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Canada Post sees uptick in dog attacks on letter carriers in Vernon area

Canada Post is looking to spread awareness on how to reduce adverse dog interactions
A Canada Post worker. Canada Post’s Vernon Superintendent Derek Charlton is asking for people to keep their dogs inside during mail delivery. (THE CANADIAN PRESS/Ryan Remiorz)

When Patrick Montgomery started out as a Canada Post letter carrier five years ago, he thought the idea of mailman versus dog was just a cliché.

He’s since found out that dogs are a very real hazard on the job.

Montgomery is a Vernon-based letter carrier, and with Canada Post seeing an uptick in dog-related incidents in the Vernon area, he’s hoping to spread awareness about how dog owners can reduce interactions between their pups and deliverers.

Derek Charlton, Canada Post superintendent for the Vernon area, says the uptick in dog-related incidents took place around spring break, and Canada Post typically sees higher numbers of dog incidents throughout the summer.

Chartlon says the problem of dogs interfering with the jobs of letter carriers is prevalent across the country.

“Canada wide it’s quite bad,” he told The Morning Star. “We had quite a few incidents just a couple years back. Bites, jumping up on (letter carriers) and pushing them down, which can then further lead to other injuries.”

Montgomery, who is on Canada Post’s health and safety committee, says he’s been bitten by a dog once on the job when he was working in Kamloops.

“The dog kind of just jumped out of nowhere. I’d never actually seen the dog before because it was usually kept in the back yard, but it just zipped around and just nipped me,” he said. “It happened very quickly and it was intense.”

Montgomery had to get a tetanus shot but the bite was otherwise OK.

Even more traumatic is when Montgomery said he’s had dogs “charge” at him.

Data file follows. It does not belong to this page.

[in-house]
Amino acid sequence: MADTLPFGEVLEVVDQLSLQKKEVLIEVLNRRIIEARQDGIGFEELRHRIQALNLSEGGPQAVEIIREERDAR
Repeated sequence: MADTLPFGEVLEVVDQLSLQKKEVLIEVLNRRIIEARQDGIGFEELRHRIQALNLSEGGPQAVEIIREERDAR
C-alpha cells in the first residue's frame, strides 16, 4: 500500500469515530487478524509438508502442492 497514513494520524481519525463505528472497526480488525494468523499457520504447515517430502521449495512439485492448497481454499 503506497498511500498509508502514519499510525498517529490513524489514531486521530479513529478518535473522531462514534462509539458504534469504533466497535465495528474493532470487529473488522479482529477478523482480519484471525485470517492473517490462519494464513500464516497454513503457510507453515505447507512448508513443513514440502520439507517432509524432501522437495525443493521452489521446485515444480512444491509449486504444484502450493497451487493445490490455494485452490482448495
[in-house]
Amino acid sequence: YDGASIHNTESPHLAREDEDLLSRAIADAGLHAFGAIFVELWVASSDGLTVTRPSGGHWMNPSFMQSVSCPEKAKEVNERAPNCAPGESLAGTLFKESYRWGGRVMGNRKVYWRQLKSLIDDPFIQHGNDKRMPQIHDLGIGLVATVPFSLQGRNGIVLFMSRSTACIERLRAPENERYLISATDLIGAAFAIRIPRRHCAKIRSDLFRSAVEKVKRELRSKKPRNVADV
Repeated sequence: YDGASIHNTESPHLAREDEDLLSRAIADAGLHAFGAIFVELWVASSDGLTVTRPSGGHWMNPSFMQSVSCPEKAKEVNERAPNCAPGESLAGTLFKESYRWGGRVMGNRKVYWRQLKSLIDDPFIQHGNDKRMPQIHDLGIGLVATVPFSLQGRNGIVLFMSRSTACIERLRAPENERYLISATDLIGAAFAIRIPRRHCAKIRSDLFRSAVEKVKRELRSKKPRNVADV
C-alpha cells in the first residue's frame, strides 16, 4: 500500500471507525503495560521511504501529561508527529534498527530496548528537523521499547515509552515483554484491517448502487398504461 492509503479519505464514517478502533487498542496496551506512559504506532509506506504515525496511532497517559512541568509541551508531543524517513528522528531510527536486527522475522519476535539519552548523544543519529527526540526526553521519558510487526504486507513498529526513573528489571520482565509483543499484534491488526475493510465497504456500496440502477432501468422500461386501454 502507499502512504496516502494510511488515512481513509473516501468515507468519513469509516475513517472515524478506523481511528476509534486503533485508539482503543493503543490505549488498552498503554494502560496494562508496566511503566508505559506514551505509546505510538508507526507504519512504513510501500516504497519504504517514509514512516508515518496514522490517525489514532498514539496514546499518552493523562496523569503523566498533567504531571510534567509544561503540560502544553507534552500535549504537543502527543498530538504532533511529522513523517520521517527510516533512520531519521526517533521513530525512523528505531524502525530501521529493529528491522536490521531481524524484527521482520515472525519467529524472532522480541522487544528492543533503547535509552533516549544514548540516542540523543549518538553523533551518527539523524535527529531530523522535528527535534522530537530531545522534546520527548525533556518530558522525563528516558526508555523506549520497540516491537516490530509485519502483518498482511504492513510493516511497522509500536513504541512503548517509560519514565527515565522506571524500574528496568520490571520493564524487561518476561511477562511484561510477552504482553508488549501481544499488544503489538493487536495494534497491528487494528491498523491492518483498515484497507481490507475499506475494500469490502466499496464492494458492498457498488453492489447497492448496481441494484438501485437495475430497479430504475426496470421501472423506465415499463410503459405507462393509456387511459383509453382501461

“I remember a larger dog, I guess it wasn’t expecting me and I hadn’t seen it, it was just in a car port, and as I was walking up then I noticed it and the dog kind of noticed me at the same time, and so it kind of spooked him I think,” he said. “And it just came running after me, and so that was a lot more traumatizing than the time I was actually bit.”

Montgomery has taken steps to protect himself from dogs, who are often protective of their owner’s property. For example, if a customer’s property has an enclosed yard, he’ll rattle the gate to alert the dog of his presence.

But he says if dog owners want to receive their mail, they need to avoid having their dogs loose on the property, as a Canada Post rule of thumb is ‘if in doubt, stay out.’

“A lot of times I’ll come up to a house and there will be the dog sitting on the stoop in front of the house without a leash or any sort of something tying it, and I can’t go to the house,” he said. “If I don’t see that the dog’s tied up at all there’s no way I’m going to risk going and approaching it.”

Montgomery is a relief letter carrier, meaning he covers routes for other Canada Post employees when they are sick or on holiday. He says this makes him more vulnerable to adverse interactions with dogs because his routes are different all the time, and dogs don’t have a chance to get to know him.

If a person is walking their dog while he’s on his route, he says it’s best if they have the dog on a leash, or at least hold onto the dog’s collar while he’s passing. On people’s properties, he advises dog owners not to have their dogs loose in their yards. And when a dog is in a house and the owner needs to give a signature for a package, he says it’s best to keep the dog in a separate room while the letter carrier is at the door.

“There’s many houses I’ll come to and every time I go there the dog’s just pounding at the window barking,” he said. “A lot of times people will kind of open (the door) up a crack and use their foot to block the dog from coming out and then try to sign our scanner to get the signature for the package, and it’s just an accident waiting to happen.”

Charlton says this past spring there have been more incidents of dog attacks where “we were very fortunate that the delivery agents handled it absolutely as they should, they ended up having to release their dog spray to fend off the animal.”

Charlton says carrying dog spray isn’t a requirement for letter carriers, but it is encouraged.

“We’re just trying to build awareness because every time (a dog attack) happens it has the potential of being a lot worse,” Charlton said. “We just want to make sure that everybody is on the same page and everybody’s being diligent about it.”

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Brendan Shykora
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Brendan Shykora

About the Author: Brendan Shykora

I started as a carrier at the age of 8. In 2019 graduated from the Master of Journalism program at Carleton University.
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